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Perspectives|

Educating the Next Generation of Health Informatics Professionals

Overcoming the divide between technology and healthcare.

Based on the work of Samuel Volchenboum, MD, PhD, MS. Written by Philip Baker.
4-minute read

  • Health, Wellness, and Work
  • Science in Practice
  • Technology and Innovation

In Brief

  1. Over the last twenty years, the field of health informatics has successfully implemented new technologies to improve patient care.
  2. With electronic health records and other patient-tracking technologies in place, health informaticians now face new opportunities and challenges.
  3. Successfully navigating this new landscape requires both quantitative skills and an understanding of the healthcare system.

Recent advances in healthcare technology give health informatics practitioners now entering the field a unique set of challenges—and unprecedented opportunity.

After more than two decades spent implementing healthcare technologies to improve the quality and efficiency of patient care, the field of health informatics is entering a new phase. Geared towards developing best practices and measuring the effectiveness of processes now in place, the focus has shifted to educating the next generation of practitioners and preparing them for the challenges of this increasingly multidisciplinary field.

“There has been a big push over the last twenty years to implement electronic solutions into healthcare, and now we have reached a point where we are trying to understand the best way to use and leverage them,” says Dr. Samuel Volchenboum MD, PhD, MS, an influential contributor to the field of health informatics. Volchenboum—Faculty Director for the Masters of Science in Biomedical Informatics (MScBMI), Associate Professor of Pediatrics at the University of Chicago, and Director of the Pediatric Cancer Data Commons at the University of Chicago—has seen these changes firsthand.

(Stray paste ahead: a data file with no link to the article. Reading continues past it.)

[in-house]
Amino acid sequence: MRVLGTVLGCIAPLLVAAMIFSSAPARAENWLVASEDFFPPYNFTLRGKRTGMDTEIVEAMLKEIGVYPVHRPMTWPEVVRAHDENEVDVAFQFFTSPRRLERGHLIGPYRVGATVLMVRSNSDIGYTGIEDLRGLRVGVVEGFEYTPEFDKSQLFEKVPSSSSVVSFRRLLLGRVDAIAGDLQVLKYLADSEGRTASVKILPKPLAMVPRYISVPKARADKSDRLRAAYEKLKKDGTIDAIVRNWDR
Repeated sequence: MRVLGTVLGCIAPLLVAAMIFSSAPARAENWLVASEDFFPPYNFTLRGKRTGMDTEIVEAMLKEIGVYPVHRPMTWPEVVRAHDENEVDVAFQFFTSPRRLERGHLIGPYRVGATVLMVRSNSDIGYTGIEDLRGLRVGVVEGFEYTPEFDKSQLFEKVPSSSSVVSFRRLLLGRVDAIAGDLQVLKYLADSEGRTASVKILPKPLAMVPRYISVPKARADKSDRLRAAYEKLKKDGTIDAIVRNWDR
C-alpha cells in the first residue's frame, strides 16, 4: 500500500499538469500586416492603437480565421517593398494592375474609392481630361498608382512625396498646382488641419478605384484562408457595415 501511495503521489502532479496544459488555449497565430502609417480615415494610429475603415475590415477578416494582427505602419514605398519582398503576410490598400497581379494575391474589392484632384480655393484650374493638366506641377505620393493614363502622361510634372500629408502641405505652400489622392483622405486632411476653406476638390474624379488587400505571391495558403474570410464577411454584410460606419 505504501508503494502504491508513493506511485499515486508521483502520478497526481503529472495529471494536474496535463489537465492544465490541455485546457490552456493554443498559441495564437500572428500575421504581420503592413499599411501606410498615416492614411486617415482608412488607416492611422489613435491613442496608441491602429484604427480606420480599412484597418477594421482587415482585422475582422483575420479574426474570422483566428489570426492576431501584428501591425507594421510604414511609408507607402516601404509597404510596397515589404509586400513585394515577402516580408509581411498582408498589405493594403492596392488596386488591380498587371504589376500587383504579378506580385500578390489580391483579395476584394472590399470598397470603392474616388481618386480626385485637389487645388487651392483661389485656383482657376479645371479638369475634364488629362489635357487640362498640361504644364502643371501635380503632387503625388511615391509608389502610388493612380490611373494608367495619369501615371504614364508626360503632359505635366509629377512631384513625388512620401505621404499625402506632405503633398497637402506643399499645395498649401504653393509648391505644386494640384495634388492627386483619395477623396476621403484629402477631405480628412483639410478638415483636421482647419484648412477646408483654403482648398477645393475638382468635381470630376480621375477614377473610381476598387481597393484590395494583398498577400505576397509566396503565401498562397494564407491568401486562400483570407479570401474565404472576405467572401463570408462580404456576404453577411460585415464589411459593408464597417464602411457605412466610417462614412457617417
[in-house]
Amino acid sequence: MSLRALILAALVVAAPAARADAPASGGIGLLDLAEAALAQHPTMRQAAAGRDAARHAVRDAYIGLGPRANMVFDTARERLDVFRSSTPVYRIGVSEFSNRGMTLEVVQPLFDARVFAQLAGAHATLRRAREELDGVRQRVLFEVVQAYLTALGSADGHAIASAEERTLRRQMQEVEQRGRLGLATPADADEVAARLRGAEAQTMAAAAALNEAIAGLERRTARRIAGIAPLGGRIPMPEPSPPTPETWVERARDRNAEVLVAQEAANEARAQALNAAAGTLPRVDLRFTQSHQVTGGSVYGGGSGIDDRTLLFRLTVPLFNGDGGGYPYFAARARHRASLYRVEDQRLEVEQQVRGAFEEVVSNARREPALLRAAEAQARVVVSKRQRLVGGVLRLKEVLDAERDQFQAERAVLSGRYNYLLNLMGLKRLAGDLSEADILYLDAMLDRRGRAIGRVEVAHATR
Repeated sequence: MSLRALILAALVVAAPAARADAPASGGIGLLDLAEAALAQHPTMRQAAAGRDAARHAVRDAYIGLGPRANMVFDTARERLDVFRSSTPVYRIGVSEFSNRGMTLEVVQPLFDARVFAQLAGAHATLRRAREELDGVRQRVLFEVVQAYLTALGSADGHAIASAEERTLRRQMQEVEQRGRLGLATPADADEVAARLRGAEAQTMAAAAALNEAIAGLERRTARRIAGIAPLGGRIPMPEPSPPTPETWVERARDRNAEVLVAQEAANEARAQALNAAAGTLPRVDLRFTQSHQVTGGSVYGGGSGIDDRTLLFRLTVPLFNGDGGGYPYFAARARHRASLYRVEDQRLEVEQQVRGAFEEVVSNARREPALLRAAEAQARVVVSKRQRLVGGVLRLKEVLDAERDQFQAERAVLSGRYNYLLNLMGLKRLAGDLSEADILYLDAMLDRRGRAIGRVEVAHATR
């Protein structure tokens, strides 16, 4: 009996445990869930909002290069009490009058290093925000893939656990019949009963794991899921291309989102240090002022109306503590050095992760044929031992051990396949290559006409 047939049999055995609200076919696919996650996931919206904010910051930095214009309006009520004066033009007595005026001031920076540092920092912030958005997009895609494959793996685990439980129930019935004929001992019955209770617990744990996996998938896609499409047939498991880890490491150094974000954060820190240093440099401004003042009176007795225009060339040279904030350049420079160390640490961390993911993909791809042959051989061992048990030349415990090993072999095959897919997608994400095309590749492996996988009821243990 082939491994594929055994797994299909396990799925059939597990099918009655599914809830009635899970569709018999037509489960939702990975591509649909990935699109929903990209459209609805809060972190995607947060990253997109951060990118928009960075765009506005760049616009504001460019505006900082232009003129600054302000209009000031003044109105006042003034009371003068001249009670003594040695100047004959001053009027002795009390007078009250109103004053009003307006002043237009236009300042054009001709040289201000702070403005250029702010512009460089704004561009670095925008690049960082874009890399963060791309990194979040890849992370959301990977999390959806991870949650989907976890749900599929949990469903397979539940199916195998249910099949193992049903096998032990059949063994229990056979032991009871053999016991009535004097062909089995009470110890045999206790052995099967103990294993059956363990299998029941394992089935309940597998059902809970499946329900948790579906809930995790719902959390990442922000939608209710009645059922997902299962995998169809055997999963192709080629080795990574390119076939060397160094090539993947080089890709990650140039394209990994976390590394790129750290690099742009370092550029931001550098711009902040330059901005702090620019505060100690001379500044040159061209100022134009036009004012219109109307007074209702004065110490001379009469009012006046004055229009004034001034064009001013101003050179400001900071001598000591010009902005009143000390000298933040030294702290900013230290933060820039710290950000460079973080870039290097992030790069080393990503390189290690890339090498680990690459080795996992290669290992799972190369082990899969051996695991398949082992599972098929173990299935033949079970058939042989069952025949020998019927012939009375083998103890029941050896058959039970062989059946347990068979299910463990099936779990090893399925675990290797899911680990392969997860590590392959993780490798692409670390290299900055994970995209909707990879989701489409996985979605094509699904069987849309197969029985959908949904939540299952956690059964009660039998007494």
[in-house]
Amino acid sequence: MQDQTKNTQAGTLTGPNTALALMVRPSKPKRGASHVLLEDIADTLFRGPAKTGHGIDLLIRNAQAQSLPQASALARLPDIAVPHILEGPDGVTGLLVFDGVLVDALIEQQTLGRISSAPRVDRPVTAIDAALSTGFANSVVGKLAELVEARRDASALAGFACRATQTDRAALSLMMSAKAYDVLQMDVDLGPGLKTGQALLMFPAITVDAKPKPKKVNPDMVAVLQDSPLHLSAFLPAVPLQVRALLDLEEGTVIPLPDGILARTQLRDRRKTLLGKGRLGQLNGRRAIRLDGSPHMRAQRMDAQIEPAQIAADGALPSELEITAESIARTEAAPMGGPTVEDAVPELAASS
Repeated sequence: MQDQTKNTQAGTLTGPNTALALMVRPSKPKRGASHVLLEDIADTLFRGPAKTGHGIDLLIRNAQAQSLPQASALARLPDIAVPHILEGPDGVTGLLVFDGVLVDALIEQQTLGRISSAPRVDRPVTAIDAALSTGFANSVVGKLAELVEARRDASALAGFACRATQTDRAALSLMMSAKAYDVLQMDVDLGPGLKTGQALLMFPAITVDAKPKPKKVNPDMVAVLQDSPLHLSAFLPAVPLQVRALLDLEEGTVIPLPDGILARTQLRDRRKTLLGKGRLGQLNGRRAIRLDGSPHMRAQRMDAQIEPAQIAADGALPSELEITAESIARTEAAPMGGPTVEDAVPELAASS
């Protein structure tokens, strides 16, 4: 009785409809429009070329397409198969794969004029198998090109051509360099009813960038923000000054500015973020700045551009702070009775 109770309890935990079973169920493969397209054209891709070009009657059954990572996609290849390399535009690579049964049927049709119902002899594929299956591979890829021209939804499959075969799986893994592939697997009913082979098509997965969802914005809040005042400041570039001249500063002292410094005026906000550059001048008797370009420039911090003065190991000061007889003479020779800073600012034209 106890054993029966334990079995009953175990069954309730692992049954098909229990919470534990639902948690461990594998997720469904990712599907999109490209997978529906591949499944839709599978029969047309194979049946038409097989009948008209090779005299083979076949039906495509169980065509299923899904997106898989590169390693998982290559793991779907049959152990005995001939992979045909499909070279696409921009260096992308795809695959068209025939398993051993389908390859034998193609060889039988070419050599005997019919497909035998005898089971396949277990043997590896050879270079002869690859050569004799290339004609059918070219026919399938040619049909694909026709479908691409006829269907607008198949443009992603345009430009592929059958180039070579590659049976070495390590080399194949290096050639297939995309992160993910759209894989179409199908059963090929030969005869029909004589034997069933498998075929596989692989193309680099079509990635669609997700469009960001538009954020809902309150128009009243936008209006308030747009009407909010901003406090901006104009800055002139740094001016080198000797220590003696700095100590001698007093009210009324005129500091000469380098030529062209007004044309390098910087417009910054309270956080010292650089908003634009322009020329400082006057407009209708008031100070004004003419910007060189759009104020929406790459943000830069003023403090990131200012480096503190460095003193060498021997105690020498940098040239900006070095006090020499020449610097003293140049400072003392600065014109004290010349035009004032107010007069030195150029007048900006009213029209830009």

A Real Divide

The current phase of health informatics presents those in the field with a broader set of opportunities and challenges than before, Volchenboum says. Electronic health records systems and other patient-tracking tools have reached near ubiquity, so the central challenges now revolve around aligning the quantitative potential of technology with the often labyrinthine world of healthcare. 

Proficiency in the skill sets relevant to these two very different domains is rare. Practitioners highly skilled in statistical analyses or machine learning seldom have a deep understanding of healthcare data. Meanwhile, those medical students and fellows who understand the data tend to lack the quantitative skills to analyze it.

“There’s a real gap there, a real divide, and the type of training we provide helps our graduates fill that divide,” Volchenboum says. “The people who can understand how the technology works—as well as how everything fits into the larger construct of a healthcare system—will be the ones to figure out ways to target the right populations and make interventions as effective as possible.”